Abstract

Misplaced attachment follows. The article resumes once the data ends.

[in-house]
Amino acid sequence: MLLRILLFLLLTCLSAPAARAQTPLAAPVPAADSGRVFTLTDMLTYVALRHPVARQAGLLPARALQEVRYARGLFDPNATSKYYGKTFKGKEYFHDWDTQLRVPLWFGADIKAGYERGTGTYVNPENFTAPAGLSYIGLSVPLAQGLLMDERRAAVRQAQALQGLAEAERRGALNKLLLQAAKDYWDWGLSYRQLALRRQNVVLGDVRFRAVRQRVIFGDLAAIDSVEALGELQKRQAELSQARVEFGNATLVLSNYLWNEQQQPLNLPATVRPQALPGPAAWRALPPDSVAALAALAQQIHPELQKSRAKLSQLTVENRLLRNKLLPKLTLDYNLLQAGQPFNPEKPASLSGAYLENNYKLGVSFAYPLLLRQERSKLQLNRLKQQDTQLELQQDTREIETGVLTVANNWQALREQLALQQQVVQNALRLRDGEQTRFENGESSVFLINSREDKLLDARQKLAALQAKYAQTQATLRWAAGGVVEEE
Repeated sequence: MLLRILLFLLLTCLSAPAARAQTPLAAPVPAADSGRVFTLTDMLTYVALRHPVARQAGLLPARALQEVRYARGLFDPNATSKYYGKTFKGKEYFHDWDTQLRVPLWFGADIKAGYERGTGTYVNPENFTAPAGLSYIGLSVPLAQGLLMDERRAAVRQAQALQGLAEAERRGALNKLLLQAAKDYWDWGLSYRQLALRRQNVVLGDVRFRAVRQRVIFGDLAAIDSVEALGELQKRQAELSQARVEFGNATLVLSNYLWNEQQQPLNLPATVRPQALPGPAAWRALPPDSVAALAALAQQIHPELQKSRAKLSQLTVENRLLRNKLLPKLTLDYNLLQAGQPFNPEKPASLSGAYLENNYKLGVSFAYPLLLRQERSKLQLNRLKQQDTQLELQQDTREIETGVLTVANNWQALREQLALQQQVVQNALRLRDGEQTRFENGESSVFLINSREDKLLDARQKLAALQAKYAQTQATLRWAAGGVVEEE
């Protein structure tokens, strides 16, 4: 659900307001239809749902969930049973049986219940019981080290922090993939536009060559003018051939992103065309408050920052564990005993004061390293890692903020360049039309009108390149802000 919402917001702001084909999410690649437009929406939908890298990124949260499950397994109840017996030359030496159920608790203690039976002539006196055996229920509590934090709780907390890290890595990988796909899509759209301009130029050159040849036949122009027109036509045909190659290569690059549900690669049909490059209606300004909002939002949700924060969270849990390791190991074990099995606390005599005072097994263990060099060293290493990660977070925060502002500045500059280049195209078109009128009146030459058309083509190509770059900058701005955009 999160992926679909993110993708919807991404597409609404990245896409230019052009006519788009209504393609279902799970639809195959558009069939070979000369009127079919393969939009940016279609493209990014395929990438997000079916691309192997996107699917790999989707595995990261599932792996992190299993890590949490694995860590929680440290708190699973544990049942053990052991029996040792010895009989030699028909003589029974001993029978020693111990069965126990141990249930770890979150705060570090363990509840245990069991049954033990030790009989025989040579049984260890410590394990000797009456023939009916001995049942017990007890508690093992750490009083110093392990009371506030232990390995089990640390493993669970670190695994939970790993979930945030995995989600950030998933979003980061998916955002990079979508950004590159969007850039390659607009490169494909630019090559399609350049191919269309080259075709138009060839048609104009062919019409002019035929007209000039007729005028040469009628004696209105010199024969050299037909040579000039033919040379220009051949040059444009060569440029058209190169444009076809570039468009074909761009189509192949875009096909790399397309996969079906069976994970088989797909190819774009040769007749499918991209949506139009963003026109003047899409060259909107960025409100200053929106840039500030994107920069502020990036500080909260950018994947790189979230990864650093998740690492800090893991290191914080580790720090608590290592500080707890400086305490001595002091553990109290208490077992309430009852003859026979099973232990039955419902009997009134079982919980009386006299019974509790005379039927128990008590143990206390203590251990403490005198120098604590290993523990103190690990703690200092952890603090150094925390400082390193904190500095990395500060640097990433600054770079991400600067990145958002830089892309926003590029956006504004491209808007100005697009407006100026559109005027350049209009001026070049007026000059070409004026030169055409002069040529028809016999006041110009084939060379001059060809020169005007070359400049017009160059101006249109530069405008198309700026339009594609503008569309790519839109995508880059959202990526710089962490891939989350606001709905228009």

Petroleum wells of the Activo de Produccion Luna oil field at the Mexican Gulf Coast are partially invaded by formation water at a production depth between 5000 and 6000 m. Measured 14C activities between less than 0.9 and 13.7% modern carbon reflect a homogenous, late Pleistocene-early Holocene age (40-10 ka) for the regional infiltration of meteoric and marine water into the reservoir. Before infiltration, both components were partially affected by atmospheric evaporation, which explains the hypersaline composition of some formation waters. Very positive δ18O values (up to +12.5‰) of the formation waters are caused by strong secondary water-rock interaction processes and reflect close to equilibrium conditions between the carbonate host rock and the fluids. The formation of biogenic and/or thermocatalytic methane in some parts of the petroleum reservoir is indicated by δ13C values up to +20.4‰. Southwest-northeast-directed hydraulic migration of the deep aquifer between camps Sen and Escuintle-Pijije-Caparroso is indicated by interference tests and pressure drawdown characteristics, whereas northwest-southeast-trending thrust faults restrict communication toward the Luna and Tizón camps in the most northeastern part of the oil field. On a local scale, vertical zonation trends of the fluids with decreasing salinity toward upper parts of the common aquifer are related to separation processes by gravity and/or by the rising of condensed vapor. The migration of the fluids is mainly related to southwest-northeast-trending fractures and microfractures, whereas northwest-southeast- and northeast-southwest-trending reverse and normal faults, respectively, behave irregularly as barrier or as flow conduits. Recently, the extraction of petroleum caused an increased mobilization of the hydrodynamic aquifer system.

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